My deaf role models: Beethoven, Edison and Keller

Most people have a mental image of what a deaf person looks like. Often, it’s someone old and frail wearing a beige hearing aid, living a beige life. The stereotype rarely looks like a young musical genius entertaining royalty, an innovator bringing light to the world, or a free-thinking political radical.

This year, Deaf Awareness Week (May 6 – 12) celebrates Deaf Role Models and I’d like to recognise three people who prove that what we hear needn’t limit what we do.

Ludwig Van Beethoven

It’s hard to believe one of the greatest composers of all time couldn’t hear the music he played. While Beethoven enjoyed good hearing in his early years, he started experiencing a ringing in his ears during his twenties, followed by a loss of higher frequencies and finally bass sounds. From around his fortieth year, he was profoundly deaf.

Yet this never prevented him from composing or performing. His knowledge of music was such that he could imagine his compositions in great detail, even if he couldn’t hear them. He also found some low-tech solutions to his problem. For example, Beethoven’s housekeeper once recalled how he held a pencil between his teeth and touched the soundboard of his piano to feel the vibrations.

Could Beethoven’s hearing loss have been treated today?

We could have done a lot better than a pencil. The exact cause of his hearing loss is still unknown, but posthumous studies have pointed to inflammatory bowel disease, perhaps Chrohn’s, which can cause swelling and damage in the ear. Today, this ear inflammation could have been ameliorated using just a steroid cream. A hearing aid would have also improved the detail of his auditory world while CBT and sound therapy could have treated Beethoven’s tinnitus.

Thomas Edison

Every pub quiz fanatic knows who invented the electric lightbulb and gramophone. But a lesser known fact about Thomas Edison is that he was deaf from around the age of 12.

He once claimed his deafness was caused by a train conductor boxing his ears after his chemistry set exploded on the carriage. Meanwhile scholars have pointed to the many ear infections he suffered as a child and suggested these could have caused an abnormal growth in his middle ear.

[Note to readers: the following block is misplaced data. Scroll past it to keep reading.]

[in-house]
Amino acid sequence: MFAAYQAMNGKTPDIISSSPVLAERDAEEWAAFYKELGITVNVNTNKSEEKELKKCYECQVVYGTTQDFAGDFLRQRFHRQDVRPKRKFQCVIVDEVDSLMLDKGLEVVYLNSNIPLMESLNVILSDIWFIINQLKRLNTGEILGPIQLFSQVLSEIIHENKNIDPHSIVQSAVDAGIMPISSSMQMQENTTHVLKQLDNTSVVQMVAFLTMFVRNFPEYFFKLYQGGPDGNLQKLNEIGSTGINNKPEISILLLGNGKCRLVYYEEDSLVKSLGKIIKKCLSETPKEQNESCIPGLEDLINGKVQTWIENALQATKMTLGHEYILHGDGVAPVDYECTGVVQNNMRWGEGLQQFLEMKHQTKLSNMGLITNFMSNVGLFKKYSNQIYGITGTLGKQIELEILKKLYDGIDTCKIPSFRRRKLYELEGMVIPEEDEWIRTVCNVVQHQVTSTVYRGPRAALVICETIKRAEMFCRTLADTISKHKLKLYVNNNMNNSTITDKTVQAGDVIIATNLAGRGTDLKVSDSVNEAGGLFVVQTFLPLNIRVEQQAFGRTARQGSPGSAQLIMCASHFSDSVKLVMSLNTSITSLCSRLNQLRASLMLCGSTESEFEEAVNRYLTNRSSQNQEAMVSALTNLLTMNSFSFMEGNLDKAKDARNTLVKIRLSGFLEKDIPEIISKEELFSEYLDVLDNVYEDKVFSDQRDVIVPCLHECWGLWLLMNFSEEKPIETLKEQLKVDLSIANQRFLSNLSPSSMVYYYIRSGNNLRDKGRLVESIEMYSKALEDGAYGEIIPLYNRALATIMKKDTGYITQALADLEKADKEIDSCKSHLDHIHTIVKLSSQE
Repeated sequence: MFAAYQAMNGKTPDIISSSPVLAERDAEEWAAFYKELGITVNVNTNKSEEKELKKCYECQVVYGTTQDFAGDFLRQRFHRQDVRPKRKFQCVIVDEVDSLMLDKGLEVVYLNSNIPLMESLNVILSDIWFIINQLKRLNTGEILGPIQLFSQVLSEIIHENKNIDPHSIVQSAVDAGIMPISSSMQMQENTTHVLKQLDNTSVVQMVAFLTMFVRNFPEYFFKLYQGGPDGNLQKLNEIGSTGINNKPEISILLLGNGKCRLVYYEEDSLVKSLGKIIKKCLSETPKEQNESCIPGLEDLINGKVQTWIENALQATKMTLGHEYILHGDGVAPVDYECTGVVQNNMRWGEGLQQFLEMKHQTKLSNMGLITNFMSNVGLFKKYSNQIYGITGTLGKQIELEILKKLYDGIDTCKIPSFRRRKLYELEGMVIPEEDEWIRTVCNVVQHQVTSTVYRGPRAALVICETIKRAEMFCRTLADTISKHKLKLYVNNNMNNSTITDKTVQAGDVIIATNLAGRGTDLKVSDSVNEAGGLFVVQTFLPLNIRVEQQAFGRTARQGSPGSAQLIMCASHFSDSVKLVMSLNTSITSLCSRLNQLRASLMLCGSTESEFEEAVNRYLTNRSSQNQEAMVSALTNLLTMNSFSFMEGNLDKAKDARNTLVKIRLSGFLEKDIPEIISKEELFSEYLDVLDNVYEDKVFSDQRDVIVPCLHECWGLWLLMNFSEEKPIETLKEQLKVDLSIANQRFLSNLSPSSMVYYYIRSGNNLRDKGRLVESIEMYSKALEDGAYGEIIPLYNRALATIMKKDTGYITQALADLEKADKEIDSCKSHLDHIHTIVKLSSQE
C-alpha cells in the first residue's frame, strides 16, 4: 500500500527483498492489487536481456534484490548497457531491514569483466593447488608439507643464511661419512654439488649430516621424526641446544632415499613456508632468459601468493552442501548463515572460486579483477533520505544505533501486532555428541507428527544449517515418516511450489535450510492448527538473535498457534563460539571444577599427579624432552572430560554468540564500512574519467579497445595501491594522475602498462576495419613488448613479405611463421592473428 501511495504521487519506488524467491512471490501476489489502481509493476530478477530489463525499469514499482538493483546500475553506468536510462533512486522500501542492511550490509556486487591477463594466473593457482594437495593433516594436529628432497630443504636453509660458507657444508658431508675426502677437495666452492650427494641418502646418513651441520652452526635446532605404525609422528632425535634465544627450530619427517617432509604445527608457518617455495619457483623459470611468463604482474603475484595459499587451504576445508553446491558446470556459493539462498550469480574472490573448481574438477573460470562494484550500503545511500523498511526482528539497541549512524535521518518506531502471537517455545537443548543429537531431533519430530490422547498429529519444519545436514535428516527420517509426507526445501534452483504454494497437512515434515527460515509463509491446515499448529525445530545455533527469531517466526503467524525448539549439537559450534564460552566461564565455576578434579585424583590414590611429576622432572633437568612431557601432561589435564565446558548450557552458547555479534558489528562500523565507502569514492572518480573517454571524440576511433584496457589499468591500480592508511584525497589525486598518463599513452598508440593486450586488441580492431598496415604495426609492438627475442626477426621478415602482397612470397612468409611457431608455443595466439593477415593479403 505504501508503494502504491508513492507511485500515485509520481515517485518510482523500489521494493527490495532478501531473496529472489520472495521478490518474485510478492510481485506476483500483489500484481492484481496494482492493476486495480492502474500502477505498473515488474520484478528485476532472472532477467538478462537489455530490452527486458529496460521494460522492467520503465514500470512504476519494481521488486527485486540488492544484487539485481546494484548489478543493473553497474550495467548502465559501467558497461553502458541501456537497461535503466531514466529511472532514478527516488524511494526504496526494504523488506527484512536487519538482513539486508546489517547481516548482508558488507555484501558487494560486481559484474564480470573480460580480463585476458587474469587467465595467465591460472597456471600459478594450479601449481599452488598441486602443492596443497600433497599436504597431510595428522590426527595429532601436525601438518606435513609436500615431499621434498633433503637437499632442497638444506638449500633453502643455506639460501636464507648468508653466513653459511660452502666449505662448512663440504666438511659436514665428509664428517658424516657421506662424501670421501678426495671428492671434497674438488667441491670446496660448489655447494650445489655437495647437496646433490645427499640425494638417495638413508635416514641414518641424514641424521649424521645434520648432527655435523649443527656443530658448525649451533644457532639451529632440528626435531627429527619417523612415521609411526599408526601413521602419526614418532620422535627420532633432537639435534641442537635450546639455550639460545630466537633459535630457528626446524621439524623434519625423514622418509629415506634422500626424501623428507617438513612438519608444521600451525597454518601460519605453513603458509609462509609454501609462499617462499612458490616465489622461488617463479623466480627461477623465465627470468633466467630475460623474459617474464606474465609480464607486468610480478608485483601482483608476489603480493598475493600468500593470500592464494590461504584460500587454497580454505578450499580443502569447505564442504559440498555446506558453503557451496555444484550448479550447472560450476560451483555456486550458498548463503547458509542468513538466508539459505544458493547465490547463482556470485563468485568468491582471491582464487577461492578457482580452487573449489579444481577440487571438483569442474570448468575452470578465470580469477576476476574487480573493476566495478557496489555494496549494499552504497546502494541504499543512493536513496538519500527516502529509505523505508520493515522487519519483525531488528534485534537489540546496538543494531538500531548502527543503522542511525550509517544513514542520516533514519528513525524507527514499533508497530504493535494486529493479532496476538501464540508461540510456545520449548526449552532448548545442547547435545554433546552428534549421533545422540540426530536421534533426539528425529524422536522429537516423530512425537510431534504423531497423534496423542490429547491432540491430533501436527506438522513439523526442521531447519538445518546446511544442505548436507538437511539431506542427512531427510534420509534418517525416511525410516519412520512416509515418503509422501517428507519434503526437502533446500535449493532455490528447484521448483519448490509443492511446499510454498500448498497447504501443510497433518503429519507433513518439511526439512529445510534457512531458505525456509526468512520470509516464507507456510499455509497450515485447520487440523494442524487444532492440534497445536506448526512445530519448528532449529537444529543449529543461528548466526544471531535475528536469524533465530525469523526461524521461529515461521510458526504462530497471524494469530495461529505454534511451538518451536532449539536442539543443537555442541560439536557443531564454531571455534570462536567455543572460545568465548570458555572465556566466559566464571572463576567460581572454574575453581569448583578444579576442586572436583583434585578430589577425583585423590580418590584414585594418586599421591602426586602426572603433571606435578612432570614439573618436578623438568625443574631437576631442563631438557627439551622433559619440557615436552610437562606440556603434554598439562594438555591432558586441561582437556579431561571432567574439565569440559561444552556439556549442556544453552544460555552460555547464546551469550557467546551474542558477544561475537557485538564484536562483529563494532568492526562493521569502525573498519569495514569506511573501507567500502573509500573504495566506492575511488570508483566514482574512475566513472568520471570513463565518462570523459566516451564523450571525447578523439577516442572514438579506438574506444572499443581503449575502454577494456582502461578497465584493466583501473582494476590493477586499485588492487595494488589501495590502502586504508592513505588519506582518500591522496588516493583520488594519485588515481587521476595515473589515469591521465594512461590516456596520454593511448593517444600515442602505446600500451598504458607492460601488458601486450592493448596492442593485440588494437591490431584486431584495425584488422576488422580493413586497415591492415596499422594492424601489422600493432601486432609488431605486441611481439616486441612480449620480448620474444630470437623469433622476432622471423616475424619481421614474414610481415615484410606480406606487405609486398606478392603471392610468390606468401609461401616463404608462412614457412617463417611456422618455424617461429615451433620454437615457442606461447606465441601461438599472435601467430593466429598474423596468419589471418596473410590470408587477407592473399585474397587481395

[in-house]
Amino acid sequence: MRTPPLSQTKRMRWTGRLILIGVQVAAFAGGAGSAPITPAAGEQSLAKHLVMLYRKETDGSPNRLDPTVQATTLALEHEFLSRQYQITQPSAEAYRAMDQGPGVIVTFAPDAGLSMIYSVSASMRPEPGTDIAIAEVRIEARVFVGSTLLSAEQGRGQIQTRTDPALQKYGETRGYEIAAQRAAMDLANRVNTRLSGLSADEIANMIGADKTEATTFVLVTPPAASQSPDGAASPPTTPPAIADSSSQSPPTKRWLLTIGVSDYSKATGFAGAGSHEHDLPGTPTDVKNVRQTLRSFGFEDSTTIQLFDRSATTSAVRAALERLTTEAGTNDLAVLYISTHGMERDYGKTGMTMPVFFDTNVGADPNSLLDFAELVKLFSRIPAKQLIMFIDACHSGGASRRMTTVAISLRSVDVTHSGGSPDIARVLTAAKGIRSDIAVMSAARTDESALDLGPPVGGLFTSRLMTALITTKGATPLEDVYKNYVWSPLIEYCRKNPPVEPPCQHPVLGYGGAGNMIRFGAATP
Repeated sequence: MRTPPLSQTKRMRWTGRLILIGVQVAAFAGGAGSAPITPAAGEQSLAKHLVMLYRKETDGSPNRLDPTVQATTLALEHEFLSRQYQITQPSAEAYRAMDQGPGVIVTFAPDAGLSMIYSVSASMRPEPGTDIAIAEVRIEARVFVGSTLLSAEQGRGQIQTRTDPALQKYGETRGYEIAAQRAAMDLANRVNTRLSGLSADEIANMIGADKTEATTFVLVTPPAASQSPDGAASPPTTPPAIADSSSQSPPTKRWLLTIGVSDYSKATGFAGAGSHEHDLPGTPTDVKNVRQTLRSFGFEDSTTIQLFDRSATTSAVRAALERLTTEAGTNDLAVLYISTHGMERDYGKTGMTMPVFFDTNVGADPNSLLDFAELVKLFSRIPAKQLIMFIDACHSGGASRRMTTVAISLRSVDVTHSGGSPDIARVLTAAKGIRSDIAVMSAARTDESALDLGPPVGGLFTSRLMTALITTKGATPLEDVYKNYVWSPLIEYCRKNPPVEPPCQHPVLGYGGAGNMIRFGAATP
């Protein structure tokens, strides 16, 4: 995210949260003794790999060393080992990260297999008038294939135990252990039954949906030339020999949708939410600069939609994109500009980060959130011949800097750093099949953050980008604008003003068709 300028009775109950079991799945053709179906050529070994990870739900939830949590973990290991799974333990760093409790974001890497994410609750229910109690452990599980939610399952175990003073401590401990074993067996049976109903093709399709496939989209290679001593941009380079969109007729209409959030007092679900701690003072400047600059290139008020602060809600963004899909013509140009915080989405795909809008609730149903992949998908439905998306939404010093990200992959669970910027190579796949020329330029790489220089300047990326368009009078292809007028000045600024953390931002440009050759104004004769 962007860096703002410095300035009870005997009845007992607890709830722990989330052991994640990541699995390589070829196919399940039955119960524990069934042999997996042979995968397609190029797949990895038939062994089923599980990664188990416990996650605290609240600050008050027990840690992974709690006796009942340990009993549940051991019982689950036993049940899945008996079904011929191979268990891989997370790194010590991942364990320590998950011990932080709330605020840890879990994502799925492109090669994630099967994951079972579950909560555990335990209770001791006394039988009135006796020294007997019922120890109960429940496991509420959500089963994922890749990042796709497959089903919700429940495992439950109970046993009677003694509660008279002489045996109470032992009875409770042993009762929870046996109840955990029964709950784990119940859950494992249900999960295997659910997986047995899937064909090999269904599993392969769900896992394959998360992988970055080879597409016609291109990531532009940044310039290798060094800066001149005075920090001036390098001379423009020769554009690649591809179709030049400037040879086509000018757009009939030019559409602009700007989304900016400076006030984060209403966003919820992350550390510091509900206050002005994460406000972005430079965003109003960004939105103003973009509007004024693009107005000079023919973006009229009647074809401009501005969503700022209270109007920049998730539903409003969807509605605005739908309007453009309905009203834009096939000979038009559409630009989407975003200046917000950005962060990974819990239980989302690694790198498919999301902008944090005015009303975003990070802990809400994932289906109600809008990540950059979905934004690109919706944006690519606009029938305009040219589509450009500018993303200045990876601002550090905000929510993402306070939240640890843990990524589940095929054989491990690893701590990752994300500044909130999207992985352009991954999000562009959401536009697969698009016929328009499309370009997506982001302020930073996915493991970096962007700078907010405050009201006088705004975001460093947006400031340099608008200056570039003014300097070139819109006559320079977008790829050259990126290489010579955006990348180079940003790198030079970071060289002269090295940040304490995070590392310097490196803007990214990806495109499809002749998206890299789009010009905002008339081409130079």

Whatever the cause, Edison saw his deafness as a blessing not a curse. One that allowed him to read and think without distraction. “My refuge was the Detroit Public Library,” he once said of his ability to concentrate. “I started with the first book on the bottom shelf and I went through the lot, one by one. I didn’t read a few books. I read the library.”

Could Edison’s hearing loss have been treated today?

Medicine has come a long way since Edison’s time and it’s likely his ear infections could have been cured with a simple course of antibiotics. If the story about the train conductor is true, damage to his ear could have caused an anatomical blockage in his ear canal. In this case, a bone conductive hearing aid could have returned much of his hearing. Although, given the value he placed on peace and quiet, it’s debatable whether he would have chosen to wear it.

Helen Keller

She was just 19 months old when her hearing and sight were taken by a mysterious illness. Rather than becoming isolated and distant, Helen Keller grew into one of history’s greatest humanitarians, powerfully in touch with the outside world.

Learning to communicate through sign, she became an influential figure in the women’s suffrage movement, a world-famous author, and a forerunner of the black civil rights movement. Through her charity, Helen Keller International, she has also helped to combat malnutrition and save countless lives around the world.

Could Keller’s hearing loss have been treated today?

Had Helen Keller been born today, her parents would have had many more options. Cochlear implants may have restored her lost sense of hearing while speech therapy could have helped her talk more fluently.

Feeling inspired?

Beethoven, Edison and Keller all made a mockery of deaf stereotypes throughout their lives and, many years later, they still do.

Our goal at Sevenoaks Hearing is to enable our clients to do the same, living life as richly as they desire and deserve. We consider not just your hearing but your overall wellbeing and the demands of your chosen lifestyle.

Call us today or book an appointment to see how we can help provide you with clearer hearing for a richer life.

 

About Sevenoaks Hearing

At Sevenoaks Hearing, we provide a bespoke hearing service, using state-of-the-art technology to provide an accurate diagnosis and an effective solution. As we are independent of any manufacturer, we can also provide the best solution for your lifestyle. Find out about our hearing assessments and other treatment services.

Written by Matt Cannon, Lead Audiologist at Sevenoaks Hearing. Visit our independent hearing centres in Sevenoaks, Banstead and East Grinstead or book an appointment now.

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